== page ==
Mayor Franklin, who recently endorsed Democratic hopeful Senator Barack Obama, said, "We are at the cusp of turning the impossible into reality. Yes, this is reality, not a fantasy, or a fairy tale." Bill Clinton has been criticized in the Black community for describing aspects of Senator Obama's candidacy as "a fairy tale." The largely Black crowd erupted in applause at the mayor’s comments.

The war in Iraq also drew a mention. "We would be remiss if we did not commemorate Martin Luther King Jr., a champion of peace in a time of war," said Isaac Newton Farris Jr., a nephew of King and president of the Martin Luther King Jr. Center for Nonviolent Social Change. Farris urged diplomacy, economic incentives and other nonviolent efforts "as an alternative to military intervention to end the war in Iraq," drawing applause from the crowd.

Sunday, January 20, 2008

Don Cheadle Receives Peace Award

Actors Don Cheadle and George Clooney recently received peace awards for their efforts to raise awareness about the crisis in Sudan’s Darfur region. Both actors were presented with bronze statues at a ceremony marking the opening of a yearly meeting of Nobel Peace Prize laureates organized by a foundation headed by former Soviet Union leader Mikhail Gorbachev.

Cheadle remarked, “these people need help and protection, but they do have hope”. He started in Hotel Rwando, a movie with similar circumstances as the situation in Darfur, as well as Crash and Talk to Me. He is also the executive producer of the recently released documentary Darfur Now.

Cheadle and Clooney, who co-starred in the movies Ocean’s 11, Ocean’s 12, and Ocean’s 13, co-founded the humanitarian organization Not On Our Watch (NOOW) together with other stars, to focus global attention on the plight of Darfur’s people. More than 200,000 have lost their lives and 2.5 million people have been uprooted from their homes since 2003.

This country has committed troops and resources all over the world in the fight against terrorism and helping people in need. Darfur seems to meet both of the conditions and I don’t see us lifting a finger. Sudan’s Arab-dominated government is systematically committing genocide against the people of the Darfur region.

NOOW has raised more than $9.3 million for humanitarian efforts in the region. However that is private money. We as a country spend more than that each day in Iraq. Maybe it’s because there is no oil in Darfur…just Black people.

Orgin of the "N" Word

The word “nig…” at one time was one of the most revered and sacred words of the ancient Egyptians, to be more precise, the Khemites, who called their land Khemet (The Black Land). Ngr, (pronounced “en-ger”), the father of the “n” word, was the ancient Egyptian word for god. As one can see, there are no vowels in this word. In the ancient African and even the present African languages (the Afro-Asiatic linguistic family) the vowels “a,e,i,o,u” are not found in many translations, particularly of ancient Hebrew and Egyptian languages.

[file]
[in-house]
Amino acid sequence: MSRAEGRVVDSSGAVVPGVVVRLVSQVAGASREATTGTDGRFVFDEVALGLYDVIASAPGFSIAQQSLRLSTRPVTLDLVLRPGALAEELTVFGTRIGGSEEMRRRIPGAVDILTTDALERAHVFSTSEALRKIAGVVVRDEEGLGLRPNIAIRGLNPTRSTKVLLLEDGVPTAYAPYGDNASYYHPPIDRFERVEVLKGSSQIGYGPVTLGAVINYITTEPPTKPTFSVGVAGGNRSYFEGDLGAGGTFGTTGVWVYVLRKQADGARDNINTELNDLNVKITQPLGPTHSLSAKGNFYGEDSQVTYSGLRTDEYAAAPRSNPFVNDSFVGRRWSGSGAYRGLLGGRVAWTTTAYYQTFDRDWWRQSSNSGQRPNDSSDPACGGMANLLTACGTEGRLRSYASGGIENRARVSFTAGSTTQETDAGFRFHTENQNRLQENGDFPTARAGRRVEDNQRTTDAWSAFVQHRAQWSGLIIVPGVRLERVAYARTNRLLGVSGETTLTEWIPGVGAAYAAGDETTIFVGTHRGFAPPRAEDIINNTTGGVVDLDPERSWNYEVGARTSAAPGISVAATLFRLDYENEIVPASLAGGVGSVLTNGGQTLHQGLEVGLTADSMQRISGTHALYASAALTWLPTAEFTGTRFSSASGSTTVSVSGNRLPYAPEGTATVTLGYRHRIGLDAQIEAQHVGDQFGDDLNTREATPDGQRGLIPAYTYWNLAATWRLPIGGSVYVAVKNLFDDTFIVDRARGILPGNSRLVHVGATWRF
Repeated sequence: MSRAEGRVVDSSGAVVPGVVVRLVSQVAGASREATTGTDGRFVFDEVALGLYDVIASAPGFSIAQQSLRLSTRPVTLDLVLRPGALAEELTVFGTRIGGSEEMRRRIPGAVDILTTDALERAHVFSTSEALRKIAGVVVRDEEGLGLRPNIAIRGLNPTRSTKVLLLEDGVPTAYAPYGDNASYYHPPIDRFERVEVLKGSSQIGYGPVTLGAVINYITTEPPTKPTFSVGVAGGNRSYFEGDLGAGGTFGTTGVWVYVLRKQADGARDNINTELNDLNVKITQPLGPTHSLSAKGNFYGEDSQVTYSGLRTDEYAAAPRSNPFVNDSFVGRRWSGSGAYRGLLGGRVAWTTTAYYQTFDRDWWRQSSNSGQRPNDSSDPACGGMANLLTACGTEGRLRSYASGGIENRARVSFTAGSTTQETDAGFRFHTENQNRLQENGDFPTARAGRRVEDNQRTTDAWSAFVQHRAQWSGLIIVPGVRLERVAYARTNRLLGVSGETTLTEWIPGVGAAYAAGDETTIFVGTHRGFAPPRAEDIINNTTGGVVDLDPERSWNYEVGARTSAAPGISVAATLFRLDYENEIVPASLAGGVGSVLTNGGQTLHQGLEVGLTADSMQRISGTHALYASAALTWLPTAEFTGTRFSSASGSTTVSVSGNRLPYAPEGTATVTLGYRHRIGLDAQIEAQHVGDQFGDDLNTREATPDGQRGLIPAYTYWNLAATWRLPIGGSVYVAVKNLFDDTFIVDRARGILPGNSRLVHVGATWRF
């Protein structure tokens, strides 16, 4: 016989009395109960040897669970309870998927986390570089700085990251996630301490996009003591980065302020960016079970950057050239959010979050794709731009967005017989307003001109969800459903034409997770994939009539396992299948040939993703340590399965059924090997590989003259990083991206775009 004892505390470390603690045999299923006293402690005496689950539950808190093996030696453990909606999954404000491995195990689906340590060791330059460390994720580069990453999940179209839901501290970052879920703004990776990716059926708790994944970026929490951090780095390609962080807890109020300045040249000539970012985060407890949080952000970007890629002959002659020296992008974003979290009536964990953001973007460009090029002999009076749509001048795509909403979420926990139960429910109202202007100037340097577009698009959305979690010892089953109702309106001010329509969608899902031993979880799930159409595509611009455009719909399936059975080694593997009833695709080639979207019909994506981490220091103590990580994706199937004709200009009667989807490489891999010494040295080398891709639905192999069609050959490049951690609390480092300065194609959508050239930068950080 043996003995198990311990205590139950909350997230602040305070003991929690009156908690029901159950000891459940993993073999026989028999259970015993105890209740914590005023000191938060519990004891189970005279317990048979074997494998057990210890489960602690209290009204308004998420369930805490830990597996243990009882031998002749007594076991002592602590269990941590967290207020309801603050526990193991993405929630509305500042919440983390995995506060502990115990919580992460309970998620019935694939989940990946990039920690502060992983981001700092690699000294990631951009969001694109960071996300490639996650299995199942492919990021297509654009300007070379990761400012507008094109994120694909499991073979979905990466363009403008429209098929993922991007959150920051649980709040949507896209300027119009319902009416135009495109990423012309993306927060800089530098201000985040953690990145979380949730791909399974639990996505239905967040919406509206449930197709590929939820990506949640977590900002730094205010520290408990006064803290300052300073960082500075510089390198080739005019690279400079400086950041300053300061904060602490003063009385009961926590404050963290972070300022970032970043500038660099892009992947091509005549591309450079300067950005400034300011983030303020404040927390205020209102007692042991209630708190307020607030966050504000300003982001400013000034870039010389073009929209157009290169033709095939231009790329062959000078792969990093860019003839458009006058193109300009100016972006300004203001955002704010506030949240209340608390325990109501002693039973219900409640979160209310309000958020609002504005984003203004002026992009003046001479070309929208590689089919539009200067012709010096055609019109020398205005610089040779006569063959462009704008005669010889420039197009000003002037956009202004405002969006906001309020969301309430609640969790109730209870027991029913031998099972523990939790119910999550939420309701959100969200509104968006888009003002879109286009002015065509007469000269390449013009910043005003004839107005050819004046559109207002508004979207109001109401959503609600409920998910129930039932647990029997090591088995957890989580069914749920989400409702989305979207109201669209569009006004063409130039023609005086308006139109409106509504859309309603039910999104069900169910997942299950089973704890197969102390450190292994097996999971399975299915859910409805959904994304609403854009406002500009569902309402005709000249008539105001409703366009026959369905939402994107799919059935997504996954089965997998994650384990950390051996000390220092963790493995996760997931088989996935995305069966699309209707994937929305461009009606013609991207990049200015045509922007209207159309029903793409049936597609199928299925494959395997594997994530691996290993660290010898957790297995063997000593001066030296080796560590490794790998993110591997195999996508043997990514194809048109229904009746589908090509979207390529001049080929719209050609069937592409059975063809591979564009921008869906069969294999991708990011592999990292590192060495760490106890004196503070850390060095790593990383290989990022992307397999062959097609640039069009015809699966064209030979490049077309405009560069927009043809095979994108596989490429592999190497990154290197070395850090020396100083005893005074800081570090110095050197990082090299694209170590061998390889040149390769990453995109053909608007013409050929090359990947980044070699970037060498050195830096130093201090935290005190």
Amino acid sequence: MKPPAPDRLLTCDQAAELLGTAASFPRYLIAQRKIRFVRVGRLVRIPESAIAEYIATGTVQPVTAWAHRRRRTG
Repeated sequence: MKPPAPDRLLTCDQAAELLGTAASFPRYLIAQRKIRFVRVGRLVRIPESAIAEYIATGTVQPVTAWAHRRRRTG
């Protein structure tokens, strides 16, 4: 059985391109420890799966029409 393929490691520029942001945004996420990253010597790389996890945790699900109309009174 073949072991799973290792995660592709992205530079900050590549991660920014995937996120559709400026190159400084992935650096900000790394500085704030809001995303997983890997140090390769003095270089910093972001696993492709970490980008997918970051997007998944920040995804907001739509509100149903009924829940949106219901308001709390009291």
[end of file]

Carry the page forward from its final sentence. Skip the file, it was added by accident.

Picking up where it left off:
Ntyr, (pronounced net-jer), the Egyptian word for “nature,” is also a word used for god. It is easy to see how a slight mispronunciation could easily lead to “nig...”
In many African languages, particularly the Niger-Congo language family, words that connects with people, gods, and groups begin with “n” and that word is always the first word. Many common names also begin with “N”.
Some common examples follow:
N-g-r (Egyptian; pronounced en-jer) = god
N-t-y-r (Egypt; pronounced net-ger) = god, divine
Negash (Ethiopia; ne-gash) = king
Negus (Ethiopia; ne-goos) = emperor
Nkosi (Xhosa; en-kosi) = god
Ndaba (Zulu; en-daba) = council/officials (gathering of elders)
Naga (East Indian, Nubian = people
Nugarmarta (West African = people


The Romans are probably the first Europeans to misrepresent the word. About the early part of the First Century, Romans tried to invade Ethiopia. The Romans had a name for Blacks; it was “Niger” and it meant Black or people of African origins. Thus, Septimus Niger would have meant, Septimus the Negro. Yet, how did the Romans connect the word “Niger” to Black.

In ancient times, Black kings were worshipped as gods. The gods of Greece came from Egypt. The worship of the Black Madonna is connected with the worship of Isis, the Egyptian goddess. Moreover, Blacks in Egypt called their Pharaohs “En-ger” or “N-g-r”; he was literally referred to as “the god.” It is very possible that when the Romans tried to invade Nubia, they asked for the name of the leader and the term “N-g-r” was probably used in place of “leader” or “king”. In Angola, the same also happened during the 1600’s when the word “N-gola” which means “king”, came to be “Angola,” the name of a kingdom in south western Africa. A Roman general invading Nubia from Egypt would probably have used the Egyptian term for Pharaoh, which was “N-g-r” (god). This term then was used to refer to all Blacks and as time went by, the word N-g-r became Niger.

Thus ends the first installment of little known Nubian history. and I’ll add this for free. The Romans also classified their Emperors as “gods,” to follow the Egyptian style. Moreover, as the History Channel pointed out, Rome was a collection of villages before the Egyptians built it up.
(You can read more the book, “Susu Economics: The History of Pan-African Trade, Commerce, Money and Wealth,” published by 1stBooks Library, ( also see

Saturday, January 19, 2008

The Politics of Hope

The Politics of Hope

Presidential candidate Senator Barack Obama’s promise to bring us together – blue states and red, young and old, women and men, blacks and whites – has come under fire from those who would like things to remain as they are. Critics and rivals alike have described his vision as a na├»ve pipe dream that would be dead on arrival if he were elected president.